|author||Nigel Magnay <email@example.com>||Sun Aug 17 15:00:47 2014 +0100|
|committer||Nigel Magnay <firstname.lastname@example.org>||Tue Oct 07 15:14:51 2014 +0100|
Allow JPA properties to be Objects as well as simple strings. JpaPersistService takes a parameter thus: Properties persistenceProperties However, this is used later to create an entity manager: Persistence.createEntityManagerFactory(persistenceUnitName, persistenceProperties); The signature for that method is (String, Map) NOT (String, Properties). If one is using Hibernate, you can pass the desired DataSource object in using that Map with Environment.DATASOURCE storing the actual object. Clearly you cannot do that if it's Properties (String->String map) Changing this so that the persistenceProperties is a Map would solves this, so you may now do (for example) DataSource ds = ...; Map p = new HashMap(); p.put( Environment.DATASOURCE, ds ); JpaPersistModule jpaPersistModule = new JpaPersistModule("myapp-db") .properties(p); Since all Properties objects *are* Map instances, this is a non-breaking change. Signed-off-by: Nigel Magnay <email@example.com>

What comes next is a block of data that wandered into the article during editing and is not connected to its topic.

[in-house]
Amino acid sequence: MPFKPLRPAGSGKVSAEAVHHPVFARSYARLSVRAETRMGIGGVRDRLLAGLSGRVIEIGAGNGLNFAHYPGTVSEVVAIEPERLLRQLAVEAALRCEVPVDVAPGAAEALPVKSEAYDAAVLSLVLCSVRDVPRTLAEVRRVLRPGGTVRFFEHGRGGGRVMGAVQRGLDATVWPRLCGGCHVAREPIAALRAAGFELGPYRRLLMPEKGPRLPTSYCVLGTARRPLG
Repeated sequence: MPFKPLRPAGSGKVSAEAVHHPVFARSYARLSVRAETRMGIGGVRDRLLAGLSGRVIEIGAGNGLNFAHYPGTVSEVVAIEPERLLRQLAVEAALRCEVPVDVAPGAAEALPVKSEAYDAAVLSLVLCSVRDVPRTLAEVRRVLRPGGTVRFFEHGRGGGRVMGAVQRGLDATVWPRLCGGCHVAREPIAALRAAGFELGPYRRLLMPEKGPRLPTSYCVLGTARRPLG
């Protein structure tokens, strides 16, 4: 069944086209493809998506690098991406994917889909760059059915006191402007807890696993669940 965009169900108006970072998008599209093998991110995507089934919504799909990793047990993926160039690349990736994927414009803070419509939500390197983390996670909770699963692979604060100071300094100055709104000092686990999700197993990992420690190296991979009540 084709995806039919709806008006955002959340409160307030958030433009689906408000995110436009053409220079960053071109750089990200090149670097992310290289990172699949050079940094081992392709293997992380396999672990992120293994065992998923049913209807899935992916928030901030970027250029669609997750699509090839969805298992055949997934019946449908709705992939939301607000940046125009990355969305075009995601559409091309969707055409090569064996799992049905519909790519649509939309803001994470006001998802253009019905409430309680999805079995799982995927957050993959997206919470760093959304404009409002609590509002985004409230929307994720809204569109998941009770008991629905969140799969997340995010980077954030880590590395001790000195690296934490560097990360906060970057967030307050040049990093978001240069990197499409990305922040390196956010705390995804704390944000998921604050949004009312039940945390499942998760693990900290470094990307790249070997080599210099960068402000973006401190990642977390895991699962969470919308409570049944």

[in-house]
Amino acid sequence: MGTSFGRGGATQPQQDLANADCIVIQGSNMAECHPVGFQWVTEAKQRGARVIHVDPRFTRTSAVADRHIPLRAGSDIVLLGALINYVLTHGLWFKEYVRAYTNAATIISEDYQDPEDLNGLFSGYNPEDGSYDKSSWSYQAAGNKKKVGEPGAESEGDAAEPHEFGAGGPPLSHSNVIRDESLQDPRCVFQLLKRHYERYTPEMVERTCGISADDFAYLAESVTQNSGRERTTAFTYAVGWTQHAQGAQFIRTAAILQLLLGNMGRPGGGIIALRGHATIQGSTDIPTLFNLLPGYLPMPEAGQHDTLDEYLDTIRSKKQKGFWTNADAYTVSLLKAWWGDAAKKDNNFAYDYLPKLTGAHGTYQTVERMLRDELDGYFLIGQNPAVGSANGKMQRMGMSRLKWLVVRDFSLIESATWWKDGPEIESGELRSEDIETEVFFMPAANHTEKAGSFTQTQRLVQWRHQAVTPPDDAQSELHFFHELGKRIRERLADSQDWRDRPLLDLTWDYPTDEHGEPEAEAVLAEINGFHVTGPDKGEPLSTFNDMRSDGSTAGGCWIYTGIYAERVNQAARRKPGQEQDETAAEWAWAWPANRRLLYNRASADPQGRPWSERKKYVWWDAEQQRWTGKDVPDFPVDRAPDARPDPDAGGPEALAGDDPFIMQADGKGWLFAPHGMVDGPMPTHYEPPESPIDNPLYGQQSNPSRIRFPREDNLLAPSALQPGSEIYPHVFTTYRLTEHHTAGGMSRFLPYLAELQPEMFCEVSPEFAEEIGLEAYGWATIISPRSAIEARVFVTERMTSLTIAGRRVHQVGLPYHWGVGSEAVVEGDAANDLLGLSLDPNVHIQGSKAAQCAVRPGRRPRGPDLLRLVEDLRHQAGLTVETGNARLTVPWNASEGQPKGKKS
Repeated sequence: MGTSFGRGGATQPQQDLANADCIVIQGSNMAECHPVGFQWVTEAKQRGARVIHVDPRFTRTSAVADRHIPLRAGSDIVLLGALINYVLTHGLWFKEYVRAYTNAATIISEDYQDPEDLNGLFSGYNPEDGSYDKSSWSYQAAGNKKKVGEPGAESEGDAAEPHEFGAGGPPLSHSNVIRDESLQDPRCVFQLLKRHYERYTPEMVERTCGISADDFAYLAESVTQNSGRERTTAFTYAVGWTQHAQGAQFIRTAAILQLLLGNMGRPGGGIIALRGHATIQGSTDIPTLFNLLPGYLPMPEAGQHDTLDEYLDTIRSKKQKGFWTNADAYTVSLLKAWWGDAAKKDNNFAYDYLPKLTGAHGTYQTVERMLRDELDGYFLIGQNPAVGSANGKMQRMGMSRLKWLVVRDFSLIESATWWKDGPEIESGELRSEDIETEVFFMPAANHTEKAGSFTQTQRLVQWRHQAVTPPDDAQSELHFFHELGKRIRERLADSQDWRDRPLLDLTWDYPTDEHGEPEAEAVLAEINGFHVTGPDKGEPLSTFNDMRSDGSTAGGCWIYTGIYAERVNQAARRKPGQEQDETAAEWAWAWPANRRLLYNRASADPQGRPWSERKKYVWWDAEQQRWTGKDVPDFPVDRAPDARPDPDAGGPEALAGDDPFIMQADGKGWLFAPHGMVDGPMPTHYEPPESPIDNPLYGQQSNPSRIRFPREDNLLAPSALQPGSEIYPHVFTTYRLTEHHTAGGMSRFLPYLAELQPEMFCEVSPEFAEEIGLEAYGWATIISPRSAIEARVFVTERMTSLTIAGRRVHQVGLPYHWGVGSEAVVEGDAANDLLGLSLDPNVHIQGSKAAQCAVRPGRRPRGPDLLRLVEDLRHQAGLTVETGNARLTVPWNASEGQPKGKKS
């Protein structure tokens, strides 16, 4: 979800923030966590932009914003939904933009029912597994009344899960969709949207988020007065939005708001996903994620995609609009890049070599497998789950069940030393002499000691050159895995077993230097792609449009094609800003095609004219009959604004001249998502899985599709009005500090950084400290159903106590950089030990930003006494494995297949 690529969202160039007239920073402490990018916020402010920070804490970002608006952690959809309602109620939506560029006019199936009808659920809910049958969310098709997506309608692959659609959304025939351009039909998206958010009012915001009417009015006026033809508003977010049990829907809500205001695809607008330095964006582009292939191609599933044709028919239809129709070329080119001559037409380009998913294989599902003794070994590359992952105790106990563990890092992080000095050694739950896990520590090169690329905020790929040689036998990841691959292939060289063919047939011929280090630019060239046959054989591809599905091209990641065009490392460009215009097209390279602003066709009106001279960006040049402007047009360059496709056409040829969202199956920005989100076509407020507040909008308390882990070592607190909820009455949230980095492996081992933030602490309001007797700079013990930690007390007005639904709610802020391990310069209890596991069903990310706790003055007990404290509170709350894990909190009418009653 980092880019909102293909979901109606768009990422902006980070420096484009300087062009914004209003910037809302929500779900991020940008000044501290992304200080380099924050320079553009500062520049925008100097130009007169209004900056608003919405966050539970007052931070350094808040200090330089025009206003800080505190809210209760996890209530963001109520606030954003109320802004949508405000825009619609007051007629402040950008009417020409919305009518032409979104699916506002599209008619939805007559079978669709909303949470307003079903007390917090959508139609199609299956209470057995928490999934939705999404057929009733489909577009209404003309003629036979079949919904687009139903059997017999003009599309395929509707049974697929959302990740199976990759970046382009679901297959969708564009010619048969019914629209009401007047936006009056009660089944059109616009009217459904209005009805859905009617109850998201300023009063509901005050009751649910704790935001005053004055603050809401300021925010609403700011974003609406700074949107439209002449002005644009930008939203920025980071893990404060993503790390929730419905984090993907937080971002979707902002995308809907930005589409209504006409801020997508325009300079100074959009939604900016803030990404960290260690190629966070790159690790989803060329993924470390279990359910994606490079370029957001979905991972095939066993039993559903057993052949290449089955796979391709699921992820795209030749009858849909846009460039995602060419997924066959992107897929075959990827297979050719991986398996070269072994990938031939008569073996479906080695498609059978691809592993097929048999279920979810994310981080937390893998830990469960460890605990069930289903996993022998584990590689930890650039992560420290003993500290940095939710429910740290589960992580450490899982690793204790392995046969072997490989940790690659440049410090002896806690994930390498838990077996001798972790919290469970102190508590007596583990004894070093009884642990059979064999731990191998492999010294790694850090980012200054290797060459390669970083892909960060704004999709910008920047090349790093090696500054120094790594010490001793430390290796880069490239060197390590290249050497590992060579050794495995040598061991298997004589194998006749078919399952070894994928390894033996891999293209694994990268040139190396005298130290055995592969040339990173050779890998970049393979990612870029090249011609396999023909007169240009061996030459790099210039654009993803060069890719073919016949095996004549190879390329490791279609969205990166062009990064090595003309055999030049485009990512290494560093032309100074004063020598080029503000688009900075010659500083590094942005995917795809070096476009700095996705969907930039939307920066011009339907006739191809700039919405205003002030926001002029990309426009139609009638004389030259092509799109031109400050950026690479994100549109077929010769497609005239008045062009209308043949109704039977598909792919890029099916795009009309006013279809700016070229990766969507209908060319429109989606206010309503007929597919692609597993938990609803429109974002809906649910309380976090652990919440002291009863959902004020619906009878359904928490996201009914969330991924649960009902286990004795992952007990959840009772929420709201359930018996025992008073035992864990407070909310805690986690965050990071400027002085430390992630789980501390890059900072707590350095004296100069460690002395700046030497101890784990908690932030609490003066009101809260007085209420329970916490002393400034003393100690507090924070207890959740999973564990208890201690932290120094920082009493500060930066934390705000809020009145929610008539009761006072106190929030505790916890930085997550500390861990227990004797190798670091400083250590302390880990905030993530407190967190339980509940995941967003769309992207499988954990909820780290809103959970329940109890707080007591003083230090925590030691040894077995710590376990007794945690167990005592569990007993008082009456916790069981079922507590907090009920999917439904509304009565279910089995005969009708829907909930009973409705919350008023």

Now, out in 4.0 Beta4!
Put simply, Guice alleviates the need for factories and the use of new in your Java code. Think of Guice's @Inject as the new new. You will still need to write factories in some cases, but your code will not depend directly on them. Your code will be easier to change, unit test and reuse in other contexts.
Guice embraces Java's type safe nature, especially when it comes to features introduced in Java 5 such as generics and annotations. You might think of Guice as filling in missing features for core Java. Ideally, the language itself would provide most of the same features, but until such a language comes along, we have Guice.
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